A determined G20 alliance, therefore, can thrive on the back of clearly chalked-out priorities. Balancing resolve with instruments of delivery can end up accelerating the cause of a strong, sustainable, balanced, and inclusive post-COVID-19 era.
Xi Jinping At G20: Three Things To Do For Planet Earth
Chinese President Xi Jinping proposes three things for the Group of 20 (G20) nations to do in his speech via video link at the G20 summit side event about safeguarding the planet on Sunday.
Strengthening the response to climate change
Xi Jinping said the United Nations Framework Convention on Climate Change and the Paris Agreement should be respected.
“Not long ago, I announced China’s initiative to scale up its nationally determined contributions and strive to peak carbon dioxide emissions by 2030 and achieve carbon neutrality by 2060,” Xi said. “China will honor its commitment and see the implementation through.”
Deepen the transition toward clean energy
Xi Jinping spoke highly of Saudi Arabia’s Circular Carbon Economy initiative. Then, he described China’s contribution to clean energy.
“China has put in place the world’s biggest clean energy system,” Xi said. “And [China] has led the world in the output and sales of new energy vehicles for five years running.”
Xi, who is also the General Secretary of the Chinese Communist Party (CCP), said the Party have recommended the country to “pursue clean, low-carbon, safe and efficient use of energy” and “accelerate the growth of new energy and green industries” for the next 15 years.
Protecting the ecosystem with a respect for nature
Xi expressed China’s support in reducing land degradation, conserving coral reefs, and cleaning up plastic from the ocean.
Xi welcomed all parties to the Convention on Biological Diversity to participate in the 15th meeting of the Conference of the Parties (COP 15) in China’s Kunming City in May 2021.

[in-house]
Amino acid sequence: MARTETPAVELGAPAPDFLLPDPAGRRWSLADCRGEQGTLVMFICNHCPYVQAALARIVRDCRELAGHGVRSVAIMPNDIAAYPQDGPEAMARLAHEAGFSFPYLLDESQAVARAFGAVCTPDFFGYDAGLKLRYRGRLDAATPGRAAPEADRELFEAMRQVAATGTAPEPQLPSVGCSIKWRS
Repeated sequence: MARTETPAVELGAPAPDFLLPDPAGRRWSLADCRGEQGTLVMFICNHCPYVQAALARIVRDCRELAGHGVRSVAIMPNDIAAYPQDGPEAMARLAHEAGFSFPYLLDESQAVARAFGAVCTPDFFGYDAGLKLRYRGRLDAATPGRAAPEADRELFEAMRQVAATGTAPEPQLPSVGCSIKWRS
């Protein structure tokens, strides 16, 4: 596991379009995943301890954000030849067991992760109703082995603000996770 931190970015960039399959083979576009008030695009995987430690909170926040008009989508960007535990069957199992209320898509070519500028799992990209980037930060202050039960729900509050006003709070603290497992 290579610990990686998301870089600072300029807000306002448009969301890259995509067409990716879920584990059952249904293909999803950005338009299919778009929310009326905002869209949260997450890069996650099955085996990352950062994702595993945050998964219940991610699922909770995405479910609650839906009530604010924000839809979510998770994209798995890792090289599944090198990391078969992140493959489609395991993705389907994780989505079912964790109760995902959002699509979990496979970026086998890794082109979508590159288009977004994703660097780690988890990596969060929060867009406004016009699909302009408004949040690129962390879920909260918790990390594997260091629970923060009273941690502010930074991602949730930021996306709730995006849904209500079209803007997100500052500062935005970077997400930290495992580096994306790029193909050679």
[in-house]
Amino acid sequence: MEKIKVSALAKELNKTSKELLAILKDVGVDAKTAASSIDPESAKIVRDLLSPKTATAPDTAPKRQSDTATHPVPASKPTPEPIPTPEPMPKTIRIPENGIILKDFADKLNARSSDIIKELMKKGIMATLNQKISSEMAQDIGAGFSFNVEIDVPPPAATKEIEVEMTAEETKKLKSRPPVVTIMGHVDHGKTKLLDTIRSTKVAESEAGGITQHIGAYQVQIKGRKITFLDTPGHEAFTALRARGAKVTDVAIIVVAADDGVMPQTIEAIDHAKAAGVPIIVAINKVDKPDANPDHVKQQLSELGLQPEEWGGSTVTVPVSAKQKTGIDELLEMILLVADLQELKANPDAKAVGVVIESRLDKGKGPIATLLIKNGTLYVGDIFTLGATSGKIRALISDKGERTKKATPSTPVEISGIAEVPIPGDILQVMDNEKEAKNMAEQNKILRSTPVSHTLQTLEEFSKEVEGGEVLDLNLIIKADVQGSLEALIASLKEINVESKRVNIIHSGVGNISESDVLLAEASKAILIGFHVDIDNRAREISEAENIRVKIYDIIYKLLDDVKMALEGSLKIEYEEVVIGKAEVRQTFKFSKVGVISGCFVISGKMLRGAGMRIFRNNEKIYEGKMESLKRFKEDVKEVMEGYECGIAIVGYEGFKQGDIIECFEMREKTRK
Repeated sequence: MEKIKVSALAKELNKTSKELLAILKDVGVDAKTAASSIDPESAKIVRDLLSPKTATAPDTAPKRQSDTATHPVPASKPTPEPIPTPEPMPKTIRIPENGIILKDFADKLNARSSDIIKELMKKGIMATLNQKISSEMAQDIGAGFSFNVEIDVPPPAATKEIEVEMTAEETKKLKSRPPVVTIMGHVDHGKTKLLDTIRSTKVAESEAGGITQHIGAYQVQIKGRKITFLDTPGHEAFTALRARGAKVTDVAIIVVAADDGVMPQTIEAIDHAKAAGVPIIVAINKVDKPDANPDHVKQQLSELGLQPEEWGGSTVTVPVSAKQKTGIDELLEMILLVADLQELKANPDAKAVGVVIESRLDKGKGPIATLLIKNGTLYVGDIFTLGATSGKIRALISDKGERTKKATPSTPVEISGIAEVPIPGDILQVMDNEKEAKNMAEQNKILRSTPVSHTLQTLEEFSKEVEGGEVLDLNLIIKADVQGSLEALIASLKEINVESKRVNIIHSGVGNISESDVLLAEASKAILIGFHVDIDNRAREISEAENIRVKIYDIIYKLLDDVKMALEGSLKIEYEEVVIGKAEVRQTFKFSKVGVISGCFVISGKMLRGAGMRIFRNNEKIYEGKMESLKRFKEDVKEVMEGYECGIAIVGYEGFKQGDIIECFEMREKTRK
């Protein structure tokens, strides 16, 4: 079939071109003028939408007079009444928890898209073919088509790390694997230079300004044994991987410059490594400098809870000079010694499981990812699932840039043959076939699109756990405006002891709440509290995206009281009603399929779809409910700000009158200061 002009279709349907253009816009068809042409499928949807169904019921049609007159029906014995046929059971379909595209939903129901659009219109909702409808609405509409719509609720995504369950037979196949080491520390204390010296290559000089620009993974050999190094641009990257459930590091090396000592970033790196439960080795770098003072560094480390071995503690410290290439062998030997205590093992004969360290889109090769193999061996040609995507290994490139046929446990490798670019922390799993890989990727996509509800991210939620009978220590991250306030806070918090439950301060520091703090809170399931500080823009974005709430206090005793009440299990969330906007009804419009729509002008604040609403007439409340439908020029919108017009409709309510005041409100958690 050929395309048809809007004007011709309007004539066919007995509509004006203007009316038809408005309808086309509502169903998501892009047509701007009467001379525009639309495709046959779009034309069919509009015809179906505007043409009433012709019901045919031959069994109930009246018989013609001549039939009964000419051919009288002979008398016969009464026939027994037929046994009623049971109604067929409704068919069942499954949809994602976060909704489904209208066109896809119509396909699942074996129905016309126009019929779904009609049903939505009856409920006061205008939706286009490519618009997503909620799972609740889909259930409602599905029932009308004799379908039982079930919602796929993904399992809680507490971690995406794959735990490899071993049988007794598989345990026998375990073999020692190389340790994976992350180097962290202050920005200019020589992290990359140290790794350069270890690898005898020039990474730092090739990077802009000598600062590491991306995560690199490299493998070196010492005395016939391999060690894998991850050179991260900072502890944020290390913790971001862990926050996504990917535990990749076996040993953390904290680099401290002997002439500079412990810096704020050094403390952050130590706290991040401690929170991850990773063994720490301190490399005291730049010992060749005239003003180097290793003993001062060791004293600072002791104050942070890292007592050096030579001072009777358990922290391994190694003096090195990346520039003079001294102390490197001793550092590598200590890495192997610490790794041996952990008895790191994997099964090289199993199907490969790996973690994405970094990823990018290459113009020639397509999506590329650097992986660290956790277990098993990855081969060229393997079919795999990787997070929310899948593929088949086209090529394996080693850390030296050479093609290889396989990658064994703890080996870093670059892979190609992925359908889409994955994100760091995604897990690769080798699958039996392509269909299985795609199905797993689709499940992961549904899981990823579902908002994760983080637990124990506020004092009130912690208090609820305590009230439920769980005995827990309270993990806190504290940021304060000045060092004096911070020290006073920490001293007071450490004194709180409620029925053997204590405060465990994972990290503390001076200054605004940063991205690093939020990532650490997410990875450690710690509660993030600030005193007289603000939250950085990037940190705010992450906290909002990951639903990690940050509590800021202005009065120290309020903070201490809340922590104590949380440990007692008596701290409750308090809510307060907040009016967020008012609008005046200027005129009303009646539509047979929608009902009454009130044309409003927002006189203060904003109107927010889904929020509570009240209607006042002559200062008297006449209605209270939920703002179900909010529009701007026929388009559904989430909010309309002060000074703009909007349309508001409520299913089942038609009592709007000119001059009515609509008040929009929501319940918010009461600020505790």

He hoped the meeting can “set goals and take actions to ensure the protection of global biodiversity in the years ahead.”
China To Boost Economic Growth Through Innovation And Opening-up, Nurturing Joint Development In The Asia-Pacific Region
As the COVID-19 pandemic is still sweeping through the globe, with the Asia and Pacific region hit hard by the contagion, growth uncertainties are clouding economies to varying degrees.
Economic activity in the Asia and Pacific is expected to contract by 2.3 percent in 2020, and to grow by 6.7 percent in 2021, compared to a contraction of 5.8 percent in 2020 and a growth of 3.9 percent in 2021 for advanced economies, according to the International Monetary Fund (IMF).
China, whose economy saw positive overall growth in the first three quarters this year, shared its vision for continuing to foster domestic economic recovery and mutual beneficial cooperation with Asia-Pacific economies, as Chinese President Xi Jinping delivered a keynote speech at the Asia-Pacific Economic Cooperation (APEC) CEO Dialogues on Thursday via a video link in Beijing.
APEC, Asia-Pacific’s premier economic forum, was established in 1989 to leverage the region’s growing interdependence and boost regional prosperity through initiatives promoting free and open trade among member economies.
The Malaysia delegation of the APEC Business Advisory Council (ABAC) is hosting the forum for setting priorities in the aftermath of COVID-19, as Malaysia is the host of APEC this year.